str_replace_all() and its arguments

I have a question:
The rules for the arguments of str_replace_all() are not fully clear to me. Because I would like to find different patterns in a character vector, truncate the match and replace the match with the first part of the match:
For example:
(words <- c( "axapplexe", "baxanaxanaxa", "coxocoxonuxut", "froxoppylaxand"))
replacement=unlist(str_split("\\1", "x"))[1])

with the result hopefully being c("apple", "banana", "coconut", "froppyland")

so i want to split the match at a certain letter and use the part before that certain letter as replacement. But this doesnt seem to work. Does anyone have a tip about this? I have also tried for example other replacements like replacement = tolower("\\1"), which also didnt work.

Thanks a lot

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I suspect I am not understanding exactly what you need to do. To get from your initial text to the desired result, I would do this

words <- c( "axapplexe", "baxanaxanaxa", "coxocoxonuxut", "froxoppylaxand")
str_replace_all(string = words, pattern = "([aeiou])x[aeiou]", replacement = "\\1")
[1] "apple"      "banana"     "coconut"    "froppyland"
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Ok this seems to work somehow, but isn't the "\\1" regular expression the sign for "the last match", so in the first case then "axa" ? why does this replace the match with only the first letter of the match?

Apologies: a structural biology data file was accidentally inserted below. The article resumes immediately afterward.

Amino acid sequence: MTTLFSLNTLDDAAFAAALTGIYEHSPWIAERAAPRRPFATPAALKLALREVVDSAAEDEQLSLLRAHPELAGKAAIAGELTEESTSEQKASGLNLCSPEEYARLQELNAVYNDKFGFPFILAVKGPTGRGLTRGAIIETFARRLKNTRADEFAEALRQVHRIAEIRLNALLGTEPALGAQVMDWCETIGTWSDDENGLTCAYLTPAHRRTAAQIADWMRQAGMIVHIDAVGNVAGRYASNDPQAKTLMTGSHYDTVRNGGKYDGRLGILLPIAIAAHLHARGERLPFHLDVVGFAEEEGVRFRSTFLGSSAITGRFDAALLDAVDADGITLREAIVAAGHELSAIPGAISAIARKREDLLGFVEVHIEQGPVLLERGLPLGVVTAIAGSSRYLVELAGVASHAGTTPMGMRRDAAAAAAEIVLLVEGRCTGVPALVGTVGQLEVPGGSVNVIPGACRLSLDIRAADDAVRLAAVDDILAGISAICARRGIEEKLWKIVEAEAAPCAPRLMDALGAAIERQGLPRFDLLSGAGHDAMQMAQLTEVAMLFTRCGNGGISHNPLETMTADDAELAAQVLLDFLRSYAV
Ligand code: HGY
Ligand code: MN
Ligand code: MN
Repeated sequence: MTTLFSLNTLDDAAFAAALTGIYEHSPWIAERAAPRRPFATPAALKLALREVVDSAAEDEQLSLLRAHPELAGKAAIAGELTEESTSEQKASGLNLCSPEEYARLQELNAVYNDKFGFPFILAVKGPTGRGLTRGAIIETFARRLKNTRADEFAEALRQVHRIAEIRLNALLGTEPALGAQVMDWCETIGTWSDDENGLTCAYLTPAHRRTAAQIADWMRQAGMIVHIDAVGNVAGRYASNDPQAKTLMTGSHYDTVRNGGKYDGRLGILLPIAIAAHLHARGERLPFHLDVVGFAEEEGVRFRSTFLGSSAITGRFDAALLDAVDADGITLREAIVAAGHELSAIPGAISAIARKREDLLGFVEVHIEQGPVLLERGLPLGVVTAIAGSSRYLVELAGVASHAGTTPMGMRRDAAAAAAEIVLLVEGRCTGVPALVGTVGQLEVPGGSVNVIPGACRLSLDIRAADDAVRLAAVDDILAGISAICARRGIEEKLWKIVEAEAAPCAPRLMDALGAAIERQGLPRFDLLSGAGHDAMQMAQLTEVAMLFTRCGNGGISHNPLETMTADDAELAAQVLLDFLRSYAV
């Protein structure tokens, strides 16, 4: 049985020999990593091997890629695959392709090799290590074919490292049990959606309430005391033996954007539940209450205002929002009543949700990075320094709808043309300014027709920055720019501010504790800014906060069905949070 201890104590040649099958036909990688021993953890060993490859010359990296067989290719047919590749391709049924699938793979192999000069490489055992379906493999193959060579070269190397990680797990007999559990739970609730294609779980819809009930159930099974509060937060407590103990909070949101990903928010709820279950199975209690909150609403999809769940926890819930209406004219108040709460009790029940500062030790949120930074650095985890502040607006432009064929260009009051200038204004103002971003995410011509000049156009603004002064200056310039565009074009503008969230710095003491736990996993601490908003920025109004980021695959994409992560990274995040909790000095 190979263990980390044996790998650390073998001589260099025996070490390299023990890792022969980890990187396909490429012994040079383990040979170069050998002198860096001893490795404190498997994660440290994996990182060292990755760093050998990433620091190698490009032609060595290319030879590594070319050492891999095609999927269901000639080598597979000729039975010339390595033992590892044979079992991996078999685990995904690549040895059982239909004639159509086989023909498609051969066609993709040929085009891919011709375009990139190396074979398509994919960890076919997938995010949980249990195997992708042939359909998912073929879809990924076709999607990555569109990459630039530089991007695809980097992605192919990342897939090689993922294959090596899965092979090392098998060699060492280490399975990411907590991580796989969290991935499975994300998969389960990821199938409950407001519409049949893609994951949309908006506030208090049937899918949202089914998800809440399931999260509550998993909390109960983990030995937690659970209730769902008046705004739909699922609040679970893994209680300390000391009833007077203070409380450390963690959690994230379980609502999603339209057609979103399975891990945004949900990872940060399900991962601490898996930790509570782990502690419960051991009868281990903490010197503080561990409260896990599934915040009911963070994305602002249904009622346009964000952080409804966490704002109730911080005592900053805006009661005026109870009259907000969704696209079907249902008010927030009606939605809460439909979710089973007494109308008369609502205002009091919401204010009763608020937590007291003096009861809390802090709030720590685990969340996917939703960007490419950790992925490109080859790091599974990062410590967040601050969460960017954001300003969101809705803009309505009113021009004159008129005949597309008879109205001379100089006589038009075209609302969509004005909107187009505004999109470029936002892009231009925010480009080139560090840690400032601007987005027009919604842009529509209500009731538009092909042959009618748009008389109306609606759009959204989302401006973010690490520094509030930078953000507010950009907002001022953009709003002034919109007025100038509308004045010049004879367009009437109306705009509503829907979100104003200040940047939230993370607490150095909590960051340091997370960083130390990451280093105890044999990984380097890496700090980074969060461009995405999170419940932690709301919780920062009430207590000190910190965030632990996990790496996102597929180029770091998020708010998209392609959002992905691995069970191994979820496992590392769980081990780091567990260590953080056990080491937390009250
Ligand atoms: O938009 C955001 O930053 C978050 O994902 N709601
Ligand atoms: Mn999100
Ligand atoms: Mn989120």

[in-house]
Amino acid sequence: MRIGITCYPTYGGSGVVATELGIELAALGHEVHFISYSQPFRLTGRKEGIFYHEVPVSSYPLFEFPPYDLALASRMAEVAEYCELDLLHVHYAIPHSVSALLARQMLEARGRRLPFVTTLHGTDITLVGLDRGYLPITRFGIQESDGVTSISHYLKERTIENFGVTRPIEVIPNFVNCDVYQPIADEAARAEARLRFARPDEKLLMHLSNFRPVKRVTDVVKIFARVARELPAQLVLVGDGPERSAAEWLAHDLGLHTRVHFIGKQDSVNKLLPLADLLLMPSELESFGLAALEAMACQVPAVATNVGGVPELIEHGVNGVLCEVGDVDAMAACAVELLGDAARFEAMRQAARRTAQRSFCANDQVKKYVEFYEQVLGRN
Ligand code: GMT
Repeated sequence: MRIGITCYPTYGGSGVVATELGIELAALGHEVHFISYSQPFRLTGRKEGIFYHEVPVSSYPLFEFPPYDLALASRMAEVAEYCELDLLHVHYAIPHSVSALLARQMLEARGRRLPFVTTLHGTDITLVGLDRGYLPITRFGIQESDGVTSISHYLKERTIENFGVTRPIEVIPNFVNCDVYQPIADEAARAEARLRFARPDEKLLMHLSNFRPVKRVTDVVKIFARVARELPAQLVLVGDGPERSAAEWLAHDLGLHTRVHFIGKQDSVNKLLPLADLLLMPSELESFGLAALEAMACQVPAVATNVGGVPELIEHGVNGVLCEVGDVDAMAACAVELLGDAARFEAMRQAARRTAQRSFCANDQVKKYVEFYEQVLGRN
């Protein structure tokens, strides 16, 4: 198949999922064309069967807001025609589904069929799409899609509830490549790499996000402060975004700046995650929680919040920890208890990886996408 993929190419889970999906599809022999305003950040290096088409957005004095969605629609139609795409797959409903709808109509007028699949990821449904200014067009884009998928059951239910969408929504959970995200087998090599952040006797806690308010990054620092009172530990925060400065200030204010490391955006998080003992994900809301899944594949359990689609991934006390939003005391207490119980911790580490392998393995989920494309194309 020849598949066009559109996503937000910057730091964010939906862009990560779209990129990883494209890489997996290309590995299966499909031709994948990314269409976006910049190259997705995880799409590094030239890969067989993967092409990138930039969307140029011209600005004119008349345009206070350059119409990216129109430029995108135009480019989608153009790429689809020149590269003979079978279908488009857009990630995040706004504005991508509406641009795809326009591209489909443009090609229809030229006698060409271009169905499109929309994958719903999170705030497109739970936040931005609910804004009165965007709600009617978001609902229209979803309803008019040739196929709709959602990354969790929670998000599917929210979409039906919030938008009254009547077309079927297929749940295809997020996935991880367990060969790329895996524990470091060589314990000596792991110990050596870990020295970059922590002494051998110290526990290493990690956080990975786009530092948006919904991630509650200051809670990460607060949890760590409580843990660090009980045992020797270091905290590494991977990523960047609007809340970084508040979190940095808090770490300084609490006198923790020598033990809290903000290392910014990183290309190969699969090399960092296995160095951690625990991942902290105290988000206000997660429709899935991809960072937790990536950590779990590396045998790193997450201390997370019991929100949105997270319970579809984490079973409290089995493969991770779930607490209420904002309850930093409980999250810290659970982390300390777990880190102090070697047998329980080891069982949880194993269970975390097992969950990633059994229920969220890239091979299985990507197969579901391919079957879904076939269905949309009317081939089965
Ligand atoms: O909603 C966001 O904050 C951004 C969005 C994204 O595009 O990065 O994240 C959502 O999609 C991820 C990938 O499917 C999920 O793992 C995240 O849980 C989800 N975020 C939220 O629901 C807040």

The regular expression \\1 means "the first part of the pattern that is enclosed in parentheses". That is the first vowel in the pattern I used. If my pattern had been [aeiou](x)[aeiou], the \\1 would refer to the x. If there are two parts of the pattern enclosed in parentheses, you can use \\1 and \\2 to refer to them.

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ok, and how is it if i use the or | operator? lets say "([aeiou])x[aeiou] | ([bcd])x[bcd] | (y)k " ? would this mean whatever is matched, the first thing in parentheses can be referred to as "\\1"?

I have never tried anything like that before but the following results suggest that two items within parentheses separated by | are still numbered as \\1 and \\2. However, the unmatched one is treated as empty in the returned string, so placing them next to each other effectively serves as \\1 OR \\2.

[1] "a#zzz" "#bzzz"
[1] "azzz" "bzzz

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